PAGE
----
Plans to replace the iconic Wawa Goose roadside attraction are moving ahead
Chris Wray, CAO of Wawa, said the current Wawa Goose statue has outlived its useful lifespan.
“We have known for a number of year that the goose needs to be replaced,” said Wray by phone today.
The landmark which currently stands next to Highway 101 near the junction with Highway 17, was unveiled in 1963.
The statue was built as a tourist trap to lure travellers off Highway 17 and into town.
That specific bird was chosen for the landmark because Wawa is the Ojibwe word for Goose.
“It’s historical for a number of reasons, one of those reasons is it’s made of Algoma Steel,” said Wray of the current statue.
The current goose replaced a previous plaster sculpture, which lasted only a few years before needing replacement.
Wray said the geometrical drawings for the new statue were made about six or seven years ago and fundraising has been ongoing for a few years.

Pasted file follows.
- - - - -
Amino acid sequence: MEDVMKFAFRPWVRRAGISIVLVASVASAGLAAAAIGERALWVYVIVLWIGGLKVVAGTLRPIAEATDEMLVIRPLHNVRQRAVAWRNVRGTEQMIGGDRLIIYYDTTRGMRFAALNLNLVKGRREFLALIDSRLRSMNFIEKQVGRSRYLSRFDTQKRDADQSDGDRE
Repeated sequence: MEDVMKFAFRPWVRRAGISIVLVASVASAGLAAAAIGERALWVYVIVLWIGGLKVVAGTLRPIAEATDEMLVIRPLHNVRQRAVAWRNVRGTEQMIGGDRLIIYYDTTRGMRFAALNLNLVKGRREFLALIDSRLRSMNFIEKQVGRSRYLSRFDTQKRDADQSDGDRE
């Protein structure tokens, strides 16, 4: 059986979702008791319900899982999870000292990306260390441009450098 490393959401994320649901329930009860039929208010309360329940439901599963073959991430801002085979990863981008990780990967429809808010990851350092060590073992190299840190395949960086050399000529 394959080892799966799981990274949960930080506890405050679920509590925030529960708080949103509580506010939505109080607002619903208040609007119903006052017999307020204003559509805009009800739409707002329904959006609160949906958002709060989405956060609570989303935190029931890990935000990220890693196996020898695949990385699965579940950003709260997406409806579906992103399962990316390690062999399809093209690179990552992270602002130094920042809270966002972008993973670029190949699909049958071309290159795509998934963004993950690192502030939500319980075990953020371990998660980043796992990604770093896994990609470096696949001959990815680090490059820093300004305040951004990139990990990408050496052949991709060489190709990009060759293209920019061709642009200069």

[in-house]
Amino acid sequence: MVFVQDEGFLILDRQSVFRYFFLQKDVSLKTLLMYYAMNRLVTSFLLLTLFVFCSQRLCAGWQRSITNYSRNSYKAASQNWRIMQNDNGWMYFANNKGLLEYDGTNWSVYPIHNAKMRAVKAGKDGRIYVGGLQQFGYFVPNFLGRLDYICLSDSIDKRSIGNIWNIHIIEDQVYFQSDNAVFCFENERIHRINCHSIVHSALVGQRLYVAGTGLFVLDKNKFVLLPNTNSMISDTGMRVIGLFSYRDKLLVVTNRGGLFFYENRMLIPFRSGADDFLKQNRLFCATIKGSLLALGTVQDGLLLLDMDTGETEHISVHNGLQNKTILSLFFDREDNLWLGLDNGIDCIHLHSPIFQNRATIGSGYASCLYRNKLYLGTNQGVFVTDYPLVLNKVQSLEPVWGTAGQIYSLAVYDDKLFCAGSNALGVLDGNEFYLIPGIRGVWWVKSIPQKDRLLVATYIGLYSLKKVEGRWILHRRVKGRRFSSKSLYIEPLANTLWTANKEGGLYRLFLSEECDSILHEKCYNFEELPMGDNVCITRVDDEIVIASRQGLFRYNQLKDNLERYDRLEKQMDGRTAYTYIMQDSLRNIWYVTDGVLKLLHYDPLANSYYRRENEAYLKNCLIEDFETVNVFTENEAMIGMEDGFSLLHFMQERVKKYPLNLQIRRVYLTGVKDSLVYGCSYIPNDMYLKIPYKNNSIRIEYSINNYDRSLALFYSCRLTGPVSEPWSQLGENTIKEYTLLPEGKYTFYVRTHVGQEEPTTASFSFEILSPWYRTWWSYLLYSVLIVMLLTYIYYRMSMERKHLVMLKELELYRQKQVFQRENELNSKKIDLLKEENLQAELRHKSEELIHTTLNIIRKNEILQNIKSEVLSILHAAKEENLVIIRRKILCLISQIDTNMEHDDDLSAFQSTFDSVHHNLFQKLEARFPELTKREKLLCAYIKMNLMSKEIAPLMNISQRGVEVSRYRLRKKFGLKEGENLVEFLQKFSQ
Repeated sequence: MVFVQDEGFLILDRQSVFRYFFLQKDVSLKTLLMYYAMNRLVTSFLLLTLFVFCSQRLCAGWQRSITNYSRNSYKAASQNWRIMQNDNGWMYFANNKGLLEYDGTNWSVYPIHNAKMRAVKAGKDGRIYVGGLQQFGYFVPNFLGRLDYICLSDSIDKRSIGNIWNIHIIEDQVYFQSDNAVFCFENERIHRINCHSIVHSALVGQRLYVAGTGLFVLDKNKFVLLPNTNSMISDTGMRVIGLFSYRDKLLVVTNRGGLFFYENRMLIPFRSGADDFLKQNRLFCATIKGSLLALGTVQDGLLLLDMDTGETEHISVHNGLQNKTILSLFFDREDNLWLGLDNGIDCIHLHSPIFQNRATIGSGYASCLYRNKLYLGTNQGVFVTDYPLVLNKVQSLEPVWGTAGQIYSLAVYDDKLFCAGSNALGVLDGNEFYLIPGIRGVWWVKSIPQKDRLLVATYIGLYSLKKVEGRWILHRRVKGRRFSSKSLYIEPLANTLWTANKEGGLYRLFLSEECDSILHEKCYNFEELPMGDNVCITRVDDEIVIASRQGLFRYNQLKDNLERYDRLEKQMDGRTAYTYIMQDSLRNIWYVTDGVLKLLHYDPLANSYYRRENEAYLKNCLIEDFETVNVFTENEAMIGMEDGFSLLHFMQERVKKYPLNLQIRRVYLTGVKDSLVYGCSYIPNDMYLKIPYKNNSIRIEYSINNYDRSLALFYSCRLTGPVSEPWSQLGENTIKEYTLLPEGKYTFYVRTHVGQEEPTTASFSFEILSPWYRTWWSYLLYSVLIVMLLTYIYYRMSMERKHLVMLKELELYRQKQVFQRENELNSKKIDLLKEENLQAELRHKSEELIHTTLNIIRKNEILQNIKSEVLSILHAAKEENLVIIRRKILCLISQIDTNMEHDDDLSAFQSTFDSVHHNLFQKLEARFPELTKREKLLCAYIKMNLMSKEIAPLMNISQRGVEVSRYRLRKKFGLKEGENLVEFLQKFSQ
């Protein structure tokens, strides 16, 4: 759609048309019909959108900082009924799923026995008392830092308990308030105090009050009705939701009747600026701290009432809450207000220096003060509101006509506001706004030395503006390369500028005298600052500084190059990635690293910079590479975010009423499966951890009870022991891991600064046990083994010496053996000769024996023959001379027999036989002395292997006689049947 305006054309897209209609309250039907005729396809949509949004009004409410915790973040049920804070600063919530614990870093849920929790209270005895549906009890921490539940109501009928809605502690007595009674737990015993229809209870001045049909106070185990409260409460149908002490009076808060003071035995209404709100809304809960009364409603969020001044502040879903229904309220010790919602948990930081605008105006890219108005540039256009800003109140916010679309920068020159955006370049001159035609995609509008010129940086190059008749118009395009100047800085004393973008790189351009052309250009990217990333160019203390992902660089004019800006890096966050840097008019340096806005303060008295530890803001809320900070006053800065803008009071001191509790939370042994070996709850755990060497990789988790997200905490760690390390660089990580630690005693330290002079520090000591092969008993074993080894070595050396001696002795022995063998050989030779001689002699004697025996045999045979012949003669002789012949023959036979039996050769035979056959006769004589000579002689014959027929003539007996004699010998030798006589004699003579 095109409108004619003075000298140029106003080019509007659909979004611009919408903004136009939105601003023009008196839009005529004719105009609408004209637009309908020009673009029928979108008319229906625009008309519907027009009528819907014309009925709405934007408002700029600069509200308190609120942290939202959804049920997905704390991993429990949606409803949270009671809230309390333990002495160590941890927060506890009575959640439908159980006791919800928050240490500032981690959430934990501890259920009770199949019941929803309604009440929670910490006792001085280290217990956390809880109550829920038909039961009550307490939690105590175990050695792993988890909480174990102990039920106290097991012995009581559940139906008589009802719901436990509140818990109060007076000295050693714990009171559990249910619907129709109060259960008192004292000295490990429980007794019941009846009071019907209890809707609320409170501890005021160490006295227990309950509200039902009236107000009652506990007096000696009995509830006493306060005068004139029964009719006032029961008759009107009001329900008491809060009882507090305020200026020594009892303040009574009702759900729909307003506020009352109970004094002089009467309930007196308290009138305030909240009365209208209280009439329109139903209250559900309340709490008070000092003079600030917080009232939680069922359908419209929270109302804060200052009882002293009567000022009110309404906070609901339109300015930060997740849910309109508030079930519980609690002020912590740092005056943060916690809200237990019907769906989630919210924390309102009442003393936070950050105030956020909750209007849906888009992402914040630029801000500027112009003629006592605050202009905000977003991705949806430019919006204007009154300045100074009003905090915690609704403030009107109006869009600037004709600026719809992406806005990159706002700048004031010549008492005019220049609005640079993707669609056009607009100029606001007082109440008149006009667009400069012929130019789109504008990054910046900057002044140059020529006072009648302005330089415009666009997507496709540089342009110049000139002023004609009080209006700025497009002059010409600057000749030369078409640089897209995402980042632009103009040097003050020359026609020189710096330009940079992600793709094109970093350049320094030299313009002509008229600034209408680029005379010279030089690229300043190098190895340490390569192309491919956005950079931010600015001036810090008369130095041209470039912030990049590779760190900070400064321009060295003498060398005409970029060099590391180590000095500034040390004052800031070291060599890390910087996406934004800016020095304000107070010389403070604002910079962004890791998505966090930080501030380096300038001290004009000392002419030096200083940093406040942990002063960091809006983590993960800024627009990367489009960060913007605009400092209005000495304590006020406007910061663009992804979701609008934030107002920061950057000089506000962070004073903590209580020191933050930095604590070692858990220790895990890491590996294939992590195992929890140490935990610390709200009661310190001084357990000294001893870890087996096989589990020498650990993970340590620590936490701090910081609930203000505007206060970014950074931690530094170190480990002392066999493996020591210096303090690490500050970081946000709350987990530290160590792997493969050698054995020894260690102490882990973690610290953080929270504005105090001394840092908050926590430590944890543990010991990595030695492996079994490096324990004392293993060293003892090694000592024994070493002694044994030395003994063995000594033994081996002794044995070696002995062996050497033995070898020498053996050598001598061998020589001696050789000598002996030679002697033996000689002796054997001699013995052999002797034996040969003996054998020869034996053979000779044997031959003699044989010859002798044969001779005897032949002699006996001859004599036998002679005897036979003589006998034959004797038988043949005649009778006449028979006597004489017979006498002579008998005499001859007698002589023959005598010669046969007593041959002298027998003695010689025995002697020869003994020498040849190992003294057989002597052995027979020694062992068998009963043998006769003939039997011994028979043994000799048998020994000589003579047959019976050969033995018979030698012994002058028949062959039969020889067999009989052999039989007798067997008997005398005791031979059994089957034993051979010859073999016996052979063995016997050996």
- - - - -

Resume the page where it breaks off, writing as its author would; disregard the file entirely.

As per the drawings, the new statue will be an exact replica of the existing landmark.
Three proposals are under consideration, each considering a different building material — steel, stainless steel or brass.
“The latter two — stainless steel and brass — are attractive for a number of reasons, mostly because they last longer than steel does,” said Wray.
“Nobody would know, when you look at the goose, it’s painted. So you don’t know what’s underneath it,” he added.
None of the three proposals were made locally, said Wray, but all three proposed manufacturers are based in Ontario.
“I think everyone was impressed by each respondent in their own way,” Wray said.
The proposed final cost of the new landmark will not be known until a manufacturer is selected in the request for proposal process, but Wray said the estimated cost is between $220,000 and $240,000.
The cold weather, moisture in the air and salt from the highways have contributed to current goose’s worsening condition, said Wray.
The selected proposal will be brought forward to town council within the next month or two, said Wray, after which manufacturing will begin.
“Our plan is to have the unveiling on Canada Day in 2017, which corresponds with Canada’s sesquicentennial,” said Wray.
As for the current statue, Wray said no decision has been made as to what to do with it once it has been removed.
“We are focused on selecting the contractor to do [the replacement].”